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Protective Order Hearings

Protective Orders in Florida, also known as restraining orders, often arise from situations of alleged domestic violence. Sometimes protective orders will arise from false accusations, or situations that have spiraled out of control. The person requesting the protective order against you merely has to demonstrate that some kind of violence has occurred and it might occur again.

If you have been served with a petition for a protective order and fail to appear at the protective order hearing, the court will enter a default protective order against you simply because you never went to the hearing. The injunctions in the protective order will still apply to you, and you will be subject to criminal charges if you violate any of these injunctions.

Orlando Protective Order Hearing Defense Attorneys

If you have been served with a petition for a protective order in Orange County, contact the attorneys of Hale & Hale in Orlando, Florida. Maria D. Hale and Richard O. Hale are experienced attorneys who will analyze the particular facts of your case to represent your best interests in court. If you have been served in Florida with an Injunction for Protection Against Domestic Violence, contact the law office of Hale & Hale at (407) 425-4640 for a consultation about your protective order hearing in Orlando.

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Terms to Know about Protective Orders

Common terms to know when dealing with a protective order and the protective order hearing process can include:

  • Domestic Violence occurs when a person commits any criminal offense against another family member.
  • A Petitioner is the person who filed for the protective order, or the person claiming they were a victim and need court-ordered protection from another person.
  • A Respondent is the person who allegedly committed the violence giving rise to the protective order. This is the person who is restrained by the protective order.
  • An Injunction is a court-ordered prohibition against doing a specific act. A protective order typically has several injunctions.
  • A Protective Order, also more commonly known as a restraining order or Injunction for Protection Against Domestic Violence, is an order from the court preventing the respondent from doing certain acts that involve the person who filed for the order.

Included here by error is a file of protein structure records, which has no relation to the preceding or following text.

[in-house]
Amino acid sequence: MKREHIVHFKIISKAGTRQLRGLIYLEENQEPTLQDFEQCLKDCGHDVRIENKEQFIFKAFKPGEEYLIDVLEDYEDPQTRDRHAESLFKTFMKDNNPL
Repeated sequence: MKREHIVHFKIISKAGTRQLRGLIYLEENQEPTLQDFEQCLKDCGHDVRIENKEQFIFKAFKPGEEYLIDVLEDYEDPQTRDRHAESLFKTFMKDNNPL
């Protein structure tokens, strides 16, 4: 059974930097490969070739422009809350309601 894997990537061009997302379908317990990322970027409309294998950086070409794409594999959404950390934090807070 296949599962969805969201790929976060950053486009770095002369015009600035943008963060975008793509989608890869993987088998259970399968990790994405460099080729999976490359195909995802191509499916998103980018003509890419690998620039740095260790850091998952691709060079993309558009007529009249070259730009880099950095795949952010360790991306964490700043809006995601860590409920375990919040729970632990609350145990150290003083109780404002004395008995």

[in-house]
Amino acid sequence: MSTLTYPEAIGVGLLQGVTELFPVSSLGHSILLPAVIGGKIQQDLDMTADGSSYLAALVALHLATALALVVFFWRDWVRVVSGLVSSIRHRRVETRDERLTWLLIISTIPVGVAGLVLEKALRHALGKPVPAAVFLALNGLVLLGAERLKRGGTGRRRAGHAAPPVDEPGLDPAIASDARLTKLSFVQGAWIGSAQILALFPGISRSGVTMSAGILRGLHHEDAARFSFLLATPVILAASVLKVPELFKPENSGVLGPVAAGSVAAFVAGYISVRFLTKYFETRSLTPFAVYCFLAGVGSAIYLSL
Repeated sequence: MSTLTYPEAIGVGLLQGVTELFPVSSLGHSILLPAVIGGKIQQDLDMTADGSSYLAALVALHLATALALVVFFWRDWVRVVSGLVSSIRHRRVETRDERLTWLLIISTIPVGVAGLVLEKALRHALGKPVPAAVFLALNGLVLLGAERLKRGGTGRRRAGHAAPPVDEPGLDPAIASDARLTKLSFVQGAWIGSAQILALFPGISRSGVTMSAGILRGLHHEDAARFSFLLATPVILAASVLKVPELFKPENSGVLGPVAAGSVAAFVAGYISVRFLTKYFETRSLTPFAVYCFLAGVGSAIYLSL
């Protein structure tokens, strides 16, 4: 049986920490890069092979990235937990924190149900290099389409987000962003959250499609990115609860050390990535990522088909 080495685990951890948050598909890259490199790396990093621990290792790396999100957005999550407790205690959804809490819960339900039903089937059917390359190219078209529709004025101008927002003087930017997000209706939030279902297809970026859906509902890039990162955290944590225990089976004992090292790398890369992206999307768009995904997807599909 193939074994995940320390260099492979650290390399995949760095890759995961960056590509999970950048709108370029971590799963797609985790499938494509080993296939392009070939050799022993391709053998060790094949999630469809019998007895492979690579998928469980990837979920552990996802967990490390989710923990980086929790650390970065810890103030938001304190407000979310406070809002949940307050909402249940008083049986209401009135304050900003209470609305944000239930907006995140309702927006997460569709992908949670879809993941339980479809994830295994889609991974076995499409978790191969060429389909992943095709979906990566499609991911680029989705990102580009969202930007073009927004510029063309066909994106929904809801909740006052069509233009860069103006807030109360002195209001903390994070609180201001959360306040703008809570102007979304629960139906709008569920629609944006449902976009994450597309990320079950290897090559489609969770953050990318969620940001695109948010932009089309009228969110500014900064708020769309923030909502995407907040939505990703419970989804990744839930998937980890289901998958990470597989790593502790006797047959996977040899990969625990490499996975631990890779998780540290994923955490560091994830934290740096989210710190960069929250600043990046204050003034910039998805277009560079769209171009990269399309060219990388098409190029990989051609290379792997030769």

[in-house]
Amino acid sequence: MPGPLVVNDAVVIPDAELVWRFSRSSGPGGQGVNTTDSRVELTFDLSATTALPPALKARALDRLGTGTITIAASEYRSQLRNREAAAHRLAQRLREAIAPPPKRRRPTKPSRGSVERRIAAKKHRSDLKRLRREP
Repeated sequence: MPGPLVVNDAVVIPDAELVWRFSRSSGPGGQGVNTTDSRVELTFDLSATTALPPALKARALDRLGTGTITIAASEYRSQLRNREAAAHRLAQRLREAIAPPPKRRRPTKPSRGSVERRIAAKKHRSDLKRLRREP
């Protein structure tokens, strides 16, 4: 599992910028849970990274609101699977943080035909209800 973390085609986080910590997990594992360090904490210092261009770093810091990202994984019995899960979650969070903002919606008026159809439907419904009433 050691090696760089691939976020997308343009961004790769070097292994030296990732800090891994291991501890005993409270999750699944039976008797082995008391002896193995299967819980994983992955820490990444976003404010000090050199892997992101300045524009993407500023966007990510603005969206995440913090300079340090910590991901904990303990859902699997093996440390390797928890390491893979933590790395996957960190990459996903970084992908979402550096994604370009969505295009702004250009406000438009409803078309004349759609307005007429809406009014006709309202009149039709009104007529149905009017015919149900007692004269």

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Reasons a Court may Grant a Protective Order

A court will grant a protective order if they find sufficient violence has occurred and will probably happen again. This finding can be from a number of reasons, and does not have to be actual domestic violence, but can be anything that indicates some kind of violence. Some reasons a court may grant a protective order can include:

  • Any indication of threats, harassment or abuse by the respondent;
  • Threats or actions to harm or kidnap the petitioner’s children;
  • Any prior harm caused to the petitioner or other family members by the respondent;
  • Intentional harm or killing of a family pet;
  • Threats to use or use of weapons, including guns and knives, against the petitioner;
  • Evidence of any prior protective order in any other jurisdiction;
  • Evidence the respondent failed to allow the petitioner to leave or call law enforcement; or
  • Evidence of destroying the petitioner’s property.

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Protective Order Hearing Process

The protective order process is described in Fla. Stat. § 741.30, in addition to the rules governing protective orders. The process begins when a person claims another person has committed violence against them, or they are afraid the other person will commit violence against them in the future. This person, the petitioner, will file a Petition for Injunction for Protection Against Domestic Violence.